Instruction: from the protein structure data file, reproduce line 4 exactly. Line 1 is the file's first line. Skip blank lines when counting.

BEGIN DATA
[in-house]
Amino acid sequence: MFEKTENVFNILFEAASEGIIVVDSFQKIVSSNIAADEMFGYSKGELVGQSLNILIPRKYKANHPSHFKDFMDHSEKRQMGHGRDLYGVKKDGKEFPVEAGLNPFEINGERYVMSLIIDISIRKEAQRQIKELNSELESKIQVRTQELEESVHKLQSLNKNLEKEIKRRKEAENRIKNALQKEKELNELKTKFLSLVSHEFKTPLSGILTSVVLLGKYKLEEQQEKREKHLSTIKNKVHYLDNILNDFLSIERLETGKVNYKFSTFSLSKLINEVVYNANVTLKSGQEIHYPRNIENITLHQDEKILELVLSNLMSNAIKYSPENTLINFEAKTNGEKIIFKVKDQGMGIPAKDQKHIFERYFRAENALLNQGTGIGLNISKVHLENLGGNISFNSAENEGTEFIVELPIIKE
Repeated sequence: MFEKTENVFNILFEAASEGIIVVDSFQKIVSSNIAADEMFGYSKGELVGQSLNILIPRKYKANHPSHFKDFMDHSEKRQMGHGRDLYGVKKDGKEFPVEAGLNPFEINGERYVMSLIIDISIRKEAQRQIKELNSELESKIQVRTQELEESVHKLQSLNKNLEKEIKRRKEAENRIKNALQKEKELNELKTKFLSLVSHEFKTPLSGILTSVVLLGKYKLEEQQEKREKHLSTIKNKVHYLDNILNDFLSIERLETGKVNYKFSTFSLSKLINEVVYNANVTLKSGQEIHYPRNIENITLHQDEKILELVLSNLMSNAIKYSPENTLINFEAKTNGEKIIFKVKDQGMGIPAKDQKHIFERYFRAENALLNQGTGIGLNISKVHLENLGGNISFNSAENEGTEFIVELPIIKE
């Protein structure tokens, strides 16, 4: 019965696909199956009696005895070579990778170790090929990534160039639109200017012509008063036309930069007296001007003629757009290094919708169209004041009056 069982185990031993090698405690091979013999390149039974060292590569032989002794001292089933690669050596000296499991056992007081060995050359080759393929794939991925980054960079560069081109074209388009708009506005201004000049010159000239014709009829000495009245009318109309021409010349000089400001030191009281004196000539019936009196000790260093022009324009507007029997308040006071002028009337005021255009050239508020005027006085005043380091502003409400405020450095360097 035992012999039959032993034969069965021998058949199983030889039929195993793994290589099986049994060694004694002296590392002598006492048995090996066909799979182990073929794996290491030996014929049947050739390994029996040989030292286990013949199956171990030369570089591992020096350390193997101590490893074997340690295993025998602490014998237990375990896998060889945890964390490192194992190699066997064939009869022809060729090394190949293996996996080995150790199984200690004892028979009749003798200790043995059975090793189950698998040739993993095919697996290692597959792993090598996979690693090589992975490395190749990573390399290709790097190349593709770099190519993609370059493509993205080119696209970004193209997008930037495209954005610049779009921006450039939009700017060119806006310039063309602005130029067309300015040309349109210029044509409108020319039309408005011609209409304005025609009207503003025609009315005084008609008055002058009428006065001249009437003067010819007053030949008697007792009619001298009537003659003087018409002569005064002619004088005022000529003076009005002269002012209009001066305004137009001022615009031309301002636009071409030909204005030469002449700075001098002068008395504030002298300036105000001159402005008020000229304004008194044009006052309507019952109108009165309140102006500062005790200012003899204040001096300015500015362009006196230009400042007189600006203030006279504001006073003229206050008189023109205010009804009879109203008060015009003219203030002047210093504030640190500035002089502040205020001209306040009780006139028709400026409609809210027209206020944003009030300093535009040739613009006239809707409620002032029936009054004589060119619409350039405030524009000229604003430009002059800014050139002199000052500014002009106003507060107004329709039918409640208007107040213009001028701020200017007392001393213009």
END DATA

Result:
């Protein structure tokens, strides 16, 4: 019965696909199956009696005895070579990778170790090929990534160039639109200017012509008063036309930069007296001007003629757009290094919708169209004041009056 069982185990031993090698405690091979013999390149039974060292590569032989002794001292089933690669050596000296499991056992007081060995050359080759393929794939991925980054960079560069081109074209388009708009506005201004000049010159000239014709009829000495009245009318109309021409010349000089400001030191009281004196000539019936009196000790260093022009324009507007029997308040006071002028009337005021255009050239508020005027006085005043380091502003409400405020450095360097 035992012999039959032993034969069965021998058949199983030889039929195993793994290589099986049994060694004694002296590392002598006492048995090996066909799979182990073929794996290491030996014929049947050739390994029996040989030292286990013949199956171990030369570089591992020096350390193997101590490893074997340690295993025998602490014998237990375990896998060889945890964390490192194992190699066997064939009869022809060729090394190949293996996996080995150790199984200690004892028979009749003798200790043995059975090793189950698998040739993993095919697996290692597959792993090598996979690693090589992975490395190749990573390399290709790097190349593709770099190519993609370059493509993205080119696209970004193209997008930037495209954005610049779009921006450039939009700017060119806006310039063309602005130029067309300015040309349109210029044509409108020319039309408005011609209409304005025609009207503003025609009315005084008609008055002058009428006065001249009437003067010819007053030949008697007792009619001298009537003659003087018409002569005064002619004088005022000529003076009005002269002012209009001066305004137009001022615009031309301002636009071409030909204005030469002449700075001098002068008395504030002298300036105000001159402005008020000229304004008194044009006052309507019952109108009165309140102006500062005790200012003899204040001096300015500015362009006196230009400042007189600006203030006279504001006073003229206050008189023109205010009804009879109203008060015009003219203030002047210093504030640190500035002089502040205020001209306040009780006139028709400026409609809210027209206020944003009030300093535009040739613009006239809707409620002032029936009054004589060119619409350039405030524009000229604003430009002059800014050139002199000052500014002009106003507060107004329709039918409640208007107040213009001028701020200017007392001393213009």